Burton said the group’s top issues include skills training, K-12 education and access to affordable health care.

Build a Better Michigan plans its ad buy over a five-week period, starting with the Detroit, Flint and Grand Rapids markets, Burton said. Nowhere in the initial 30-second spot does the group explicitly encourage viewers to vote for Whitmer in the Aug. 7 primary.

Why does the ad tiptoe around endorsing Whitmer?

In Michigan, a federal 527 organization is not required to report finances to the state if their ads avoid telling voters who or what to vote for, said Fred Woodhams, a spokesman for the Michigan Secretary of State.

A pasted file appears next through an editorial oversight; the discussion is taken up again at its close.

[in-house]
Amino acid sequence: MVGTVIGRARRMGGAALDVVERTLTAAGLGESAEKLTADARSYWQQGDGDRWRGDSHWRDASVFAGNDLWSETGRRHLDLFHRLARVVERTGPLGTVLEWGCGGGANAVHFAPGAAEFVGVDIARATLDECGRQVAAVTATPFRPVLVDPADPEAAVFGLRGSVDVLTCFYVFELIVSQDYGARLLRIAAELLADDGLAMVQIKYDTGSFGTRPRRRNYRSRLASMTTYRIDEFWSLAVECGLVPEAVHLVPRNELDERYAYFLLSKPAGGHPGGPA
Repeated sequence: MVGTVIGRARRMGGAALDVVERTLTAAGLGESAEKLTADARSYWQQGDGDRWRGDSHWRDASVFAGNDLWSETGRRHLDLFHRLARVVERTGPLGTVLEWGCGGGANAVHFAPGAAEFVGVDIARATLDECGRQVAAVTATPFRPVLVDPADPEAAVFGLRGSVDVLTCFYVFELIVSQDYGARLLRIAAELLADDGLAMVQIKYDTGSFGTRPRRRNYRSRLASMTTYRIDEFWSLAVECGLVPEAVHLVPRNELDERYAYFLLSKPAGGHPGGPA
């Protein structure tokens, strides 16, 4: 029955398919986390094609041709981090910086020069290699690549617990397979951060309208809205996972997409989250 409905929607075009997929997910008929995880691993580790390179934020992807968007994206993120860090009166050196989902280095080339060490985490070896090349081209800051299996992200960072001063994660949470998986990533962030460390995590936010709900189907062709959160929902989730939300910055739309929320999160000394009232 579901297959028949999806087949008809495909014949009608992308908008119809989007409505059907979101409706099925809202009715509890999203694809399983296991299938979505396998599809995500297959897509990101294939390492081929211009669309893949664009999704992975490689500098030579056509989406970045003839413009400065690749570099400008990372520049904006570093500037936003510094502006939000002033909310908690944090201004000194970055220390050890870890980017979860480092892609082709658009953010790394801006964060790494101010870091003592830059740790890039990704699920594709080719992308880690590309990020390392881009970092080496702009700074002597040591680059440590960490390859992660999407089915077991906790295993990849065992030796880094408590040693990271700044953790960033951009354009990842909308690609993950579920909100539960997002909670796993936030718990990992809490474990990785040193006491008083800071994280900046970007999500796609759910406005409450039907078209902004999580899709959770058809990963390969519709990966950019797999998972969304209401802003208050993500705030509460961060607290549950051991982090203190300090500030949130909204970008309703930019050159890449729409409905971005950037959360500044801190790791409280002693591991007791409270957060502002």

Craig Mauger, executive director of the Michigan Campaign Finance Network, a nonpartisan nonprofit, said political organizations that fall outside of Michigan’s campaign finance laws — like 527 organizations — can coordinate with candidates if they don’t directly advocate for or oppose their candidacy.

That could explain why Whitmer is appearing in Build a Better Michigan’s ad.

Federal requirements are different: 527 groups have to report details of their donors and spending to the IRS, though they’re only required to list names and addresses of donors who give at least $200 in a calendar year.

Burton told Truth Squad the organization will make its first quarterly report to the IRS, covering the three-month period from April 1 to June 30, by July 15.

Adam Joseph, El-Sayed’s campaign spokesman, said the campaign has not yet seen details of Build a Better Michigan’s finances.